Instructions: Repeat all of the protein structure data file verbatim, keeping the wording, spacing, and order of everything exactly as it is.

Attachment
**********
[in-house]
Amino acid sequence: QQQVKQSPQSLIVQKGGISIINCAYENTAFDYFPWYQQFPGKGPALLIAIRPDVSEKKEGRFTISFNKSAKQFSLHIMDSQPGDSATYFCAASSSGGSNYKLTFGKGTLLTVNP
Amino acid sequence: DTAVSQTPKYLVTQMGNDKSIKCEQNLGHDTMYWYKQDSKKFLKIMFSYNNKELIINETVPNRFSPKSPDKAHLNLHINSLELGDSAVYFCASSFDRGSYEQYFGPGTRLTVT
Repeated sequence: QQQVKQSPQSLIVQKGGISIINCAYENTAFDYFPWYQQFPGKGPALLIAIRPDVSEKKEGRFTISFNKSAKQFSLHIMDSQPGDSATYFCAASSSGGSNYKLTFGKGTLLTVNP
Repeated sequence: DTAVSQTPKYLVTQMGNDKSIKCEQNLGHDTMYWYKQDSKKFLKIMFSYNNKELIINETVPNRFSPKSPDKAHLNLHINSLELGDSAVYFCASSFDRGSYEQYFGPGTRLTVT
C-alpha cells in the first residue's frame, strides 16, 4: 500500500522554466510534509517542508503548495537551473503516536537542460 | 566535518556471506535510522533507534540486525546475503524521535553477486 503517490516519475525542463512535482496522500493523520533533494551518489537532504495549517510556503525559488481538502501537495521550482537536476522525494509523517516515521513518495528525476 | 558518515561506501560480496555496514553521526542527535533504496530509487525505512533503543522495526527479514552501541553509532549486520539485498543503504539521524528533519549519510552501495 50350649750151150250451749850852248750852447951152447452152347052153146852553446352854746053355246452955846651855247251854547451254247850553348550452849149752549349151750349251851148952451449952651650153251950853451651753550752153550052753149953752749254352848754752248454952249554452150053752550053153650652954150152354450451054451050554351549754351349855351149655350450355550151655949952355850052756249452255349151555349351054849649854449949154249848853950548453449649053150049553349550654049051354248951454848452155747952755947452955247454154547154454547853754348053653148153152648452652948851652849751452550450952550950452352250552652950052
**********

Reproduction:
[in-house]
Amino acid sequence: QQQVKQSPQSLIVQKGGISIINCAYENTAFDYFPWYQQFPGKGPALLIAIRPDVSEKKEGRFTISFNKSAKQFSLHIMDSQPGDSATYFCAASSSGGSNYKLTFGKGTLLTVNP
Amino acid sequence: DTAVSQTPKYLVTQMGNDKSIKCEQNLGHDTMYWYKQDSKKFLKIMFSYNNKELIINETVPNRFSPKSPDKAHLNLHINSLELGDSAVYFCASSFDRGSYEQYFGPGTRLTVT
Repeated sequence: QQQVKQSPQSLIVQKGGISIINCAYENTAFDYFPWYQQFPGKGPALLIAIRPDVSEKKEGRFTISFNKSAKQFSLHIMDSQPGDSATYFCAASSSGGSNYKLTFGKGTLLTVNP
Repeated sequence: DTAVSQTPKYLVTQMGNDKSIKCEQNLGHDTMYWYKQDSKKFLKIMFSYNNKELIINETVPNRFSPKSPDKAHLNLHINSLELGDSAVYFCASSFDRGSYEQYFGPGTRLTVT
C-alpha cells in the first residue's frame, strides 16, 4: 500500500522554466510534509517542508503548495537551473503516536537542460 | 566535518556471506535510522533507534540486525546475503524521535553477486 503517490516519475525542463512535482496522500493523520533533494551518489537532504495549517510556503525559488481538502501537495521550482537536476522525494509523517516515521513518495528525476 | 558518515561506501560480496555496514553521526542527535533504496530509487525505512533503543522495526527479514552501541553509532549486520539485498543503504539521524528533519549519510552501495 50350649750151150250451749850852248750852447951152447452152347052153146852553446352854746053355246452955846651855247251854547451254247850553348550452849149752549349151750349251851148952451449952651650153251950853451651753550752153550052753149953752749254352848754752248454952249554452150053752550053153650652954150152354450451054451050554351549754351349855351149655350450355550151655949952355850052756249452255349151555349351054849649854449949154249848853950548453449649053150049553349550654049051354248951454848452155747952755947452955247454154547154454547853754348053653148153152648452652948851652849751452550450952550950452352250552652950052